A comparison of Apache Kafka and Axon Server with respect to how they work as message pipe. Will go through the format used and how sending messages work. As well as how messages are routed and how the solutions scale.
Be up to date with releases and don't miss important announcements
By Milen Dyankov
Jun 07, 2022
Even if you are a frequent Discuss visitor, you may not know about some of its practical use cases. Did you know you can use the platform to track product releases and configure it to notify you when new versions are published?
Sometimes the most challenging part of any project is getting started. Tasks such as creating the structure for various project artefacts, creating a build file, determining maven coordinates, and picking the right dependency versions can be boring and repetitive. But tragically, Axon Framework isn’t available in the Spring Initializr. So, at AxonIQ, we felt it was high time that we corrected this glaring oversight by providing our very own AxonIQ Initializr just for you, our loyal Axonians!
In my previous blog, I spent just a little bit of text on the challenges of using a single StatefulSet scaled to the number of nodes we want in the cluster. Also, I completely skipped the subject of using Helm to manage the deployment. Both subjects do merit more attention, so let’s do just that.
Event Store Migration and Conversion - How to move or transform events in bulk
By Bert Laverman
Dec 21, 2020
There are several situations where you might want to copy or move the contents of your Event Store, not just to build a view model, but to either move events to a new system or perform large-scale conversions on the contents. In this blog, we will look at some of the scenarios and the different approaches available.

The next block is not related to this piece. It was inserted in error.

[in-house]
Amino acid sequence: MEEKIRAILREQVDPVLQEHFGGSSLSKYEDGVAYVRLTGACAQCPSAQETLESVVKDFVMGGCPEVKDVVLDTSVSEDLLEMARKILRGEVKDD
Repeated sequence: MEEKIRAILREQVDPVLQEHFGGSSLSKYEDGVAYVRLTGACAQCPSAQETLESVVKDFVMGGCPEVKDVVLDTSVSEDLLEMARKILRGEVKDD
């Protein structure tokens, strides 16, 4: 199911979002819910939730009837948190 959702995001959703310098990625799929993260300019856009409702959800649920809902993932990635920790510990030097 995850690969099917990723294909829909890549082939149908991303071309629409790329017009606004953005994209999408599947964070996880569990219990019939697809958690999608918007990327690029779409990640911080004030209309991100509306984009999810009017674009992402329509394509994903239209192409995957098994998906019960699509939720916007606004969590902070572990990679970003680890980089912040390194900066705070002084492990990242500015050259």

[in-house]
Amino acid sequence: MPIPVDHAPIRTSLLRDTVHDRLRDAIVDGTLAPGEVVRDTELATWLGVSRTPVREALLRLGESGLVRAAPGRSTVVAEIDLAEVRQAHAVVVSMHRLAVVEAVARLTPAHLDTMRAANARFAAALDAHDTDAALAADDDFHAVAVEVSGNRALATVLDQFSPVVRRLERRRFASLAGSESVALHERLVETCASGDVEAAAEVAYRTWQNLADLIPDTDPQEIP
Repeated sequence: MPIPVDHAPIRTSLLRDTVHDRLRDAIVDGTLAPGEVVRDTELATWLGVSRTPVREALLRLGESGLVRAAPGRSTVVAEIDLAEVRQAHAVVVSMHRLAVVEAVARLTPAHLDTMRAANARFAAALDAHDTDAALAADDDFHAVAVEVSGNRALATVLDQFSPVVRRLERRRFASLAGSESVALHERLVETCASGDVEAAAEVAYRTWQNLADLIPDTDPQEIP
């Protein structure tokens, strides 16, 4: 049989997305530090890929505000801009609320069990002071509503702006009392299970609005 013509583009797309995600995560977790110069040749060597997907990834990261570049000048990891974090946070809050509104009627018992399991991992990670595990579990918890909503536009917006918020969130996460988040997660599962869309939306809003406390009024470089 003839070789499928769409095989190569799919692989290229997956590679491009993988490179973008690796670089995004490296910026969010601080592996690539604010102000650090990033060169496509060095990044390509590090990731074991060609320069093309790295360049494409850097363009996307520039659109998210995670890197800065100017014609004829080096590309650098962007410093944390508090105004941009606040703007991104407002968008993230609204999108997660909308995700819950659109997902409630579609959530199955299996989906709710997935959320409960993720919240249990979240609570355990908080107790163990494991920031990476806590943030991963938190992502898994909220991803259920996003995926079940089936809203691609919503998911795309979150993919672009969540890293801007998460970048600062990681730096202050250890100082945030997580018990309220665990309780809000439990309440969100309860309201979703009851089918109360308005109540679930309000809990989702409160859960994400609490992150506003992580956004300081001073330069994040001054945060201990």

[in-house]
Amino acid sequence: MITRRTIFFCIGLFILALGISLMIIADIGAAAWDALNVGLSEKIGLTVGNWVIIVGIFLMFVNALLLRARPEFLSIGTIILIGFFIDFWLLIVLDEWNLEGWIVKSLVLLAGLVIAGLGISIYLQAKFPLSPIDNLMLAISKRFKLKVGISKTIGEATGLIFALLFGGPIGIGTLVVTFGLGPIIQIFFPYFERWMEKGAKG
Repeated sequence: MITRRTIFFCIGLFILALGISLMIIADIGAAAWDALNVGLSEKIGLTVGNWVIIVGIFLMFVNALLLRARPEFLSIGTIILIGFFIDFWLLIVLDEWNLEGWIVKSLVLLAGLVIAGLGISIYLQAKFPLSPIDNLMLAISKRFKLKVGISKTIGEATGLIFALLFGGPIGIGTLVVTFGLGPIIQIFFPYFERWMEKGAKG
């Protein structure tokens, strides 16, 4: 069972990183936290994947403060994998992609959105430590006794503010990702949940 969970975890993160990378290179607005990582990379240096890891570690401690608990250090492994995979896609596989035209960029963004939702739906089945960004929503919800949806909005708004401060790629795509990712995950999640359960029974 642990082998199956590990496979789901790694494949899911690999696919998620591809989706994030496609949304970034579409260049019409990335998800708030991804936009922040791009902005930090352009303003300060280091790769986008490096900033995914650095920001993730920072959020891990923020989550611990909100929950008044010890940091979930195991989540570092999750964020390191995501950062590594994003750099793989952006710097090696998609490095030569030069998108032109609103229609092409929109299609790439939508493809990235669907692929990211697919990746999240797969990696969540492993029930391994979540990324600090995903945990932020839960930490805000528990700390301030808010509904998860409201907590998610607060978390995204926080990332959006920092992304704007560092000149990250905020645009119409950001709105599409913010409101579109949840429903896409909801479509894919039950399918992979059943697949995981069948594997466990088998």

Nowadays, systems must be designed to handle loads that change quickly and dynamically. In these situations, it is expected that our applications adapt accordingly. Axon is capable of parallel and distributed event processing. It uses segmentation to separate the event stream and then processes those segments in different threads, which may be located in different JVM; therefore, achieving distributed processing.
So far, we’ve looked at Axon Server running locally to get a feel for its behaviour and the typical customization points, and in Docker and Kubernetes. We haven’t done it yet to run AxonServer in a VM as we have to do progressively more “prep work” to set up the environment. Luckily, nowadays, there’s a focus on automation that can get us out of this, keeping the day-to-day work to a minimum, thanks to DevOps and CI/CD.
Running Axon Server in Docker - Continuing from local developer install to containerized
By Bert Laverman
Apr 24, 2020
In my previous post, I showed you how to run Axon Server locally and configure it for secure operations. We also looked at the possibilities for configuring storage locations. This time around we’ll look at running it in Docker, both using the public image up on Docker Hub as well as with a locally built image, and why you might want to do that.